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Lavanya Bahuguna


JWB Interacted With 2 Projects On A Mission To Transform The Rural India

  • JWB Post
  •  April 25, 2016


The 4th edition of Maahi Roj 2016 had various social enterprises coming to Jaipur to take workshops about different ways in which humans can rediscover their relationship with the Mother Nature. 

Meghna Chawla of Foster & Forge Foundation

Last weekend, JWB got to interact with two such organizations: W-IDEA and The Stitching Project. AnanTaya, who organizes Maahi Roj every year, invited the founding people behind these social projects that are empowering the rural India by providing them livelihood and making them financially independent.

of W-IDEA told the audience, “We’re few friends who look after the project. We are called the ‘Foster & Forge Foundation‘ where our basic idea is to foster friendships with the artisans and forge a bond that can help them grow stronger.”

Accompanying her was an artisan, Ishtiyaq Ali, an expert in Glasswork. He took the mic and explained, “My whole family is into glasswork and have only known making beads. But when I met the people of W-IDEA, I realized I could do much more with my artwork. Today, they give me ideas and I inculcate them. For example, a Tic Tac Toe game with a wooden board has glass studs. I paint on them to make the game look more attractive and playful even for the elder people.”

Meghna further stated how their NGO has a sub-project called ‘BISRA’ where the members take care of the education of the artisans’ kids. “We’ve tied-up with 122 schools across NCR that help us take the noble idea forward,” said Meghna.

She added, “W-IDEA is not just about one artisan or one product line our artisans are good at. In fact, we are a mix of communities where people from various fields like business, law, education, leisure, etc. come together to pour in their ideas in order to make the lives of unfavorable and forgotten artists better.”

For the year 2016, W-IDEA has already planned a few tie-ups and local fairs to bring the world closure to these craftsmen. They plan to call it VOW – a shared commitment of the members towards these workers.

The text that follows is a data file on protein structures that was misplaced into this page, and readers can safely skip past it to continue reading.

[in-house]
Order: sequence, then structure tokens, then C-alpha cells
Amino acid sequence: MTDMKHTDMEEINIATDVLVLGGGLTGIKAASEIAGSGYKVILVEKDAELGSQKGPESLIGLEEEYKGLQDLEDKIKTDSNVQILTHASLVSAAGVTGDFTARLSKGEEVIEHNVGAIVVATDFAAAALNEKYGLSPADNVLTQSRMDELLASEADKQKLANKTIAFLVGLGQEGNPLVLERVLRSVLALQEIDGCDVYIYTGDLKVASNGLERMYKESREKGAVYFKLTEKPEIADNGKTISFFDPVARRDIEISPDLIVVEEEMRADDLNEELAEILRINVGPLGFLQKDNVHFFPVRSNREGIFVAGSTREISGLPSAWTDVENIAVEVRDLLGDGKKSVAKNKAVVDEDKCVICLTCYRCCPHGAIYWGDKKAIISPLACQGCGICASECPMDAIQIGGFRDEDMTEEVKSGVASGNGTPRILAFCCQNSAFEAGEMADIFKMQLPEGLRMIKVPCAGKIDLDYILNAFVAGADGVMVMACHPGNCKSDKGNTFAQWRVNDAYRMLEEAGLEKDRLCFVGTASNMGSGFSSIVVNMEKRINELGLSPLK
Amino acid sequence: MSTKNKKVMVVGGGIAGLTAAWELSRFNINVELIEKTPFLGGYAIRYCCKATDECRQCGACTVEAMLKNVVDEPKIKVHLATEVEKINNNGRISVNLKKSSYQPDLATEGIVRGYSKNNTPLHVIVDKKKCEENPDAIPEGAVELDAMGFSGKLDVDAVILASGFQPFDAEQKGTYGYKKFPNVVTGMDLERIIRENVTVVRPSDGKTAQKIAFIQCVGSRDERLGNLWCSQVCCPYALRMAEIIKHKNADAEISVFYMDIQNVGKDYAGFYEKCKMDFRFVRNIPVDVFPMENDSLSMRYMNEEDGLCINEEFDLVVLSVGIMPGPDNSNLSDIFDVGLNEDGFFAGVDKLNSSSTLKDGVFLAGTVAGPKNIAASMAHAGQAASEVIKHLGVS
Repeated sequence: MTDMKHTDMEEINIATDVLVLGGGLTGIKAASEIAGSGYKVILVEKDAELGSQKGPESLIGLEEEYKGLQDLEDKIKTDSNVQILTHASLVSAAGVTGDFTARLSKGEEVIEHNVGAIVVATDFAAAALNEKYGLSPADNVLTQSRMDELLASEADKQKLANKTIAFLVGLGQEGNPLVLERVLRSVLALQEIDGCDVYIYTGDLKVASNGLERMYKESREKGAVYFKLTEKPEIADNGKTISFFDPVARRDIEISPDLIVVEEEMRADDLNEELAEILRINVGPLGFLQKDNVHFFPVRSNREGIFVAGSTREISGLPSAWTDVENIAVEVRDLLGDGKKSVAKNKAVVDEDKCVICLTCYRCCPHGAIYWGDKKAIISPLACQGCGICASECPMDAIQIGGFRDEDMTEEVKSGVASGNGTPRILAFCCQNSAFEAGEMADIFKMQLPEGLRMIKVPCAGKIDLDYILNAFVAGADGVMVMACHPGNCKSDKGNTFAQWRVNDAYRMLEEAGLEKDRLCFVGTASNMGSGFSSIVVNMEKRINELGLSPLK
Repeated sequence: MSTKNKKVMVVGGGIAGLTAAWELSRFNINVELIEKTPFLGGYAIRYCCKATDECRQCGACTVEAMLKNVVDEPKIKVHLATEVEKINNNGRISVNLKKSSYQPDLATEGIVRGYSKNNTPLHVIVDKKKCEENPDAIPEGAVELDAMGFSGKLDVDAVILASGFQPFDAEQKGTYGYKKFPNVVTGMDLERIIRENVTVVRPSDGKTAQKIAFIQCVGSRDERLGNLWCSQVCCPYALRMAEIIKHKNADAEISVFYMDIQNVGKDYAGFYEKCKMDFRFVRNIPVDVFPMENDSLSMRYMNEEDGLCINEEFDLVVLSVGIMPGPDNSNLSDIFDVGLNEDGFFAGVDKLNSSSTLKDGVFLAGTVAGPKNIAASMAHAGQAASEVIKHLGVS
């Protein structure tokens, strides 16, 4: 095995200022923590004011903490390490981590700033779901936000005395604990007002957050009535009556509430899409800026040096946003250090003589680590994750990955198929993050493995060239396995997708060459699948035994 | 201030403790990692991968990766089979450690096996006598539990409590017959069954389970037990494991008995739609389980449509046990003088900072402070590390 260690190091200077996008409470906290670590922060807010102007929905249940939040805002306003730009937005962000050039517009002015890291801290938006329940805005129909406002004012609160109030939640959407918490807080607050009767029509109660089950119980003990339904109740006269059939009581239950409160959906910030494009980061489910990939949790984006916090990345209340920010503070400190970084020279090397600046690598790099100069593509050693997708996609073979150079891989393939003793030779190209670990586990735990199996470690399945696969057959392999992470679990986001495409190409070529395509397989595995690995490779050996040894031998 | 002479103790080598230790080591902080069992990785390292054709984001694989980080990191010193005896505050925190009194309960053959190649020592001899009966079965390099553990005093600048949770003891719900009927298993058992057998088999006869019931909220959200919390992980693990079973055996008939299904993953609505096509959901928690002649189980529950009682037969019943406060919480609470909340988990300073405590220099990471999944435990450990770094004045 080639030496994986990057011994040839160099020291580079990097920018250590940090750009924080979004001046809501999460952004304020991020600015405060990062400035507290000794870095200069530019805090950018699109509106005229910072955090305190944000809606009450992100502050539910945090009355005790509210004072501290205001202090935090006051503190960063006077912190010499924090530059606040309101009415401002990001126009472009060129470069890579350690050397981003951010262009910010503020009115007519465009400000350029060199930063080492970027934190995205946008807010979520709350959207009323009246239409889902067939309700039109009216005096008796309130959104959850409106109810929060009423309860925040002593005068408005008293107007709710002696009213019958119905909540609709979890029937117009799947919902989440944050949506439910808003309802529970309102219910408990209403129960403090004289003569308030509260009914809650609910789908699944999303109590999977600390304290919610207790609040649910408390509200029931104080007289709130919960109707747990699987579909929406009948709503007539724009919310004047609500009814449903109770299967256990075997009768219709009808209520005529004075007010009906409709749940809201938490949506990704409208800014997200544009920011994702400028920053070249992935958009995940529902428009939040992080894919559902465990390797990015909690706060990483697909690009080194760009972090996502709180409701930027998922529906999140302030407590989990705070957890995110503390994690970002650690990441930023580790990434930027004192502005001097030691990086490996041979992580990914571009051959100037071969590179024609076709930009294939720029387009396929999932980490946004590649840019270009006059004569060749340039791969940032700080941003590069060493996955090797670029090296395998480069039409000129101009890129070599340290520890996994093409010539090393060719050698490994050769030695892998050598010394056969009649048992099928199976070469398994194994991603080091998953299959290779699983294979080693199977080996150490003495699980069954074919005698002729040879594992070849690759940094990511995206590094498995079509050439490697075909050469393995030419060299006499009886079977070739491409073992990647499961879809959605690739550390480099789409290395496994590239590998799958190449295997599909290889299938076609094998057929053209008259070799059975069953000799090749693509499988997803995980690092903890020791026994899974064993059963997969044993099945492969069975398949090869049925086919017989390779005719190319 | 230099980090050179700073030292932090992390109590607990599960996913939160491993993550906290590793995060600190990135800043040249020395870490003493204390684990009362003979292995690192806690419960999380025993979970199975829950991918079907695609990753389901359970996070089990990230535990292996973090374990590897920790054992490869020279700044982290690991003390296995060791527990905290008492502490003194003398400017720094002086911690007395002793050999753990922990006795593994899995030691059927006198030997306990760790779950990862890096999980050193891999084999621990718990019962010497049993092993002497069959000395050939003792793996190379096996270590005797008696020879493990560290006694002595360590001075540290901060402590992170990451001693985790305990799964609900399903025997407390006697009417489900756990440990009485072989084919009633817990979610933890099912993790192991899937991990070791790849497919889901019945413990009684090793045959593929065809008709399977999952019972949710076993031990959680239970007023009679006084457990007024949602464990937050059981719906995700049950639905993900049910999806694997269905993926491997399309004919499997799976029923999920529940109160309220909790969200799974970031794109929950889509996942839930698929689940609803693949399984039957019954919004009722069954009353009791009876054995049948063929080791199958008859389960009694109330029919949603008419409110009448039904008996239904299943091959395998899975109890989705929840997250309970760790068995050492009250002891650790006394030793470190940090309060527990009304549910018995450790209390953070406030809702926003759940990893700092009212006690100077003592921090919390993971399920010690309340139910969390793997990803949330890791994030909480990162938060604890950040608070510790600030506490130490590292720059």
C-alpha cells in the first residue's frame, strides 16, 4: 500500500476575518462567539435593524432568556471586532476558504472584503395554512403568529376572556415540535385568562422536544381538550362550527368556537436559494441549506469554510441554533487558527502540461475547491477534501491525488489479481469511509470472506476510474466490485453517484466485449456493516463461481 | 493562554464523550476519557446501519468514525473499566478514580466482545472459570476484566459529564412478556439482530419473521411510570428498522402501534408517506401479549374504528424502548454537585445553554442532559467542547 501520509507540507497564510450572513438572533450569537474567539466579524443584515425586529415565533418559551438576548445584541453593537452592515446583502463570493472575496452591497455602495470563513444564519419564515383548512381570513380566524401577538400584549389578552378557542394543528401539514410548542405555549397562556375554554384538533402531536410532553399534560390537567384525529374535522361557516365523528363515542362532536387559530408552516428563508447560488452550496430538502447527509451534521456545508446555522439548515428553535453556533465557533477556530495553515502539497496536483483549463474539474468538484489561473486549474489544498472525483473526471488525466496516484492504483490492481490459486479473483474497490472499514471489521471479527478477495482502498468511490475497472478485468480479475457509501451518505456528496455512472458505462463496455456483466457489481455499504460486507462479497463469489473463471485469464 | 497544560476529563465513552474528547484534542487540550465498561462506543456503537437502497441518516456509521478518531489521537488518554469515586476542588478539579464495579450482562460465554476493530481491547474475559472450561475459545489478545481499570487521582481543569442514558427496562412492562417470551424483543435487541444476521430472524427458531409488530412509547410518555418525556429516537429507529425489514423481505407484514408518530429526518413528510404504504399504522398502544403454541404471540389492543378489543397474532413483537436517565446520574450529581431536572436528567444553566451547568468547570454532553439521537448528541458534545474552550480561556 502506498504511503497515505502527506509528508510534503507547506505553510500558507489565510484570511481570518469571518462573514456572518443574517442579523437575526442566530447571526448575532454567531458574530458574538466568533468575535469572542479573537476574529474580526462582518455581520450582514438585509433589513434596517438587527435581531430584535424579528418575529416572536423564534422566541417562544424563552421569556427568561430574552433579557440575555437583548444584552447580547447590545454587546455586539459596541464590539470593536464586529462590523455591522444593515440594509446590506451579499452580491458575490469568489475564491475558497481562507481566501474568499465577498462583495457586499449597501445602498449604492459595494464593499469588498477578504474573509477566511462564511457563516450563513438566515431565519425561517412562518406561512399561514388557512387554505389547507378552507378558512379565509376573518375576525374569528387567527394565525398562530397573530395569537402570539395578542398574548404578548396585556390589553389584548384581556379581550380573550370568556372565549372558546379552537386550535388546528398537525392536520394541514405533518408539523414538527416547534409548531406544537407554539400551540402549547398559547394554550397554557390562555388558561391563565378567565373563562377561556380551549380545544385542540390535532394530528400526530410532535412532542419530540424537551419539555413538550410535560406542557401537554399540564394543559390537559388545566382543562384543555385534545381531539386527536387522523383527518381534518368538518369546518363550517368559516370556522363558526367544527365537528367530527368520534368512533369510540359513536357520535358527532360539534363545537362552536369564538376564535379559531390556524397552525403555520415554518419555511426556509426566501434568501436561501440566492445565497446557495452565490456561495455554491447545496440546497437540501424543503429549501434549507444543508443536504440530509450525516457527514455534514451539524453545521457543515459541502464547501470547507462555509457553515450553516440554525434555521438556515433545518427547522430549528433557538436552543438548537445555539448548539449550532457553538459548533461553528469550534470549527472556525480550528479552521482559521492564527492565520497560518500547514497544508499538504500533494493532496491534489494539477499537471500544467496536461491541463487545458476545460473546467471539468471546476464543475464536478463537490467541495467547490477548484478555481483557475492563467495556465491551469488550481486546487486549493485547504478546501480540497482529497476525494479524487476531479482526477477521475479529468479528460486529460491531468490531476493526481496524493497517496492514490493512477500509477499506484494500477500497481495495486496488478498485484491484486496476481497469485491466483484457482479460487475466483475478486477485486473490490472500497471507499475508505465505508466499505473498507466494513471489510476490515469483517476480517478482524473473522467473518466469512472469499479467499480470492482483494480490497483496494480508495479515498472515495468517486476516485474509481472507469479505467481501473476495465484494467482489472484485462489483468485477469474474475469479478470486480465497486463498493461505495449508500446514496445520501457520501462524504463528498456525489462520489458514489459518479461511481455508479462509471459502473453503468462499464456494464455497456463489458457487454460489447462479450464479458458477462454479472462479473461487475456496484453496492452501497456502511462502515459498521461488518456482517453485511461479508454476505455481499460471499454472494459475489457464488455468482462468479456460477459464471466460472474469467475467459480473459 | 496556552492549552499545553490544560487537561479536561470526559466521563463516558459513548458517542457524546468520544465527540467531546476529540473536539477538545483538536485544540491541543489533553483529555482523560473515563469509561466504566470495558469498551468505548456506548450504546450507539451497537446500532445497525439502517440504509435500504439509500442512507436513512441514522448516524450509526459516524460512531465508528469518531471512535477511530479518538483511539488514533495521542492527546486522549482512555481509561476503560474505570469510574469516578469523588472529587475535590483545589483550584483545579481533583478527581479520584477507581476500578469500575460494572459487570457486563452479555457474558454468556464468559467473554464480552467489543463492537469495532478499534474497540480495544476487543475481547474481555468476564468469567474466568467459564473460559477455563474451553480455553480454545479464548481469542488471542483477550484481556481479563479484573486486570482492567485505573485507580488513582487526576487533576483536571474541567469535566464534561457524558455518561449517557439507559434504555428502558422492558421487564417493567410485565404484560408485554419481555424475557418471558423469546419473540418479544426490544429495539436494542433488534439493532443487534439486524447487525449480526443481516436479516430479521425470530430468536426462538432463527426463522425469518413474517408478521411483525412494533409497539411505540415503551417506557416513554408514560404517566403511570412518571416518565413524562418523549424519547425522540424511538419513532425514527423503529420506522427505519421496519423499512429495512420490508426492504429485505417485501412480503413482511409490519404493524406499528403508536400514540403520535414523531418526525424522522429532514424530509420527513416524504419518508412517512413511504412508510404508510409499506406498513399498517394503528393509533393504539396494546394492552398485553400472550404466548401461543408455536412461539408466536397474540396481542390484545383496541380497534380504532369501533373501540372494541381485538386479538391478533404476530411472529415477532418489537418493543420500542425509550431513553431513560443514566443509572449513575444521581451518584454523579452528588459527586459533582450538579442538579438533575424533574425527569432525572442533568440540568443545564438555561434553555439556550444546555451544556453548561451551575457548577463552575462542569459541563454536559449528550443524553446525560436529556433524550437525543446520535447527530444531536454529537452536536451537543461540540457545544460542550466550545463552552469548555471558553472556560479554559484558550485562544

Fiona Wright of The Stitching Project

Fiona Wright of has a similar vision. Living in a village near Pushkar after getting married to an Indian man left Fiona, a Textile Designer, with no choice but to look for an innovative way to keep her occupied. Her urge made her meet rural women who were good at stitching work. Fiona then thought to teach her popular designing ways to these uneducated and underprivileged women.

Fiona shared, “I hired people who were good at stitching, at that, I was determined to teach the work to those who were willing to begin a career and earn some decent capital. I dragged my husband everywhere to be my Translator. Forget Hindi; I couldn’t imagine myself communicating in Marwari!”

But it wasn’t just the design that Fiona was handling; she also took care of the marketing part. “I know how the tourists who come to Pushkar hunt for not-so-expensive bohemian clothes. From day one, I knew I had to create clothes meant for the Hippie minds using the Indian natural products like Indigo dyes, Block prints, etc.”, remarked Fiona.

As far as the training and exposure of these artisans are concerned, both W-IDEA and The Stitching Project are sincerely providing them with the markets that welcome their talent with open arms, be it in India or abroad.




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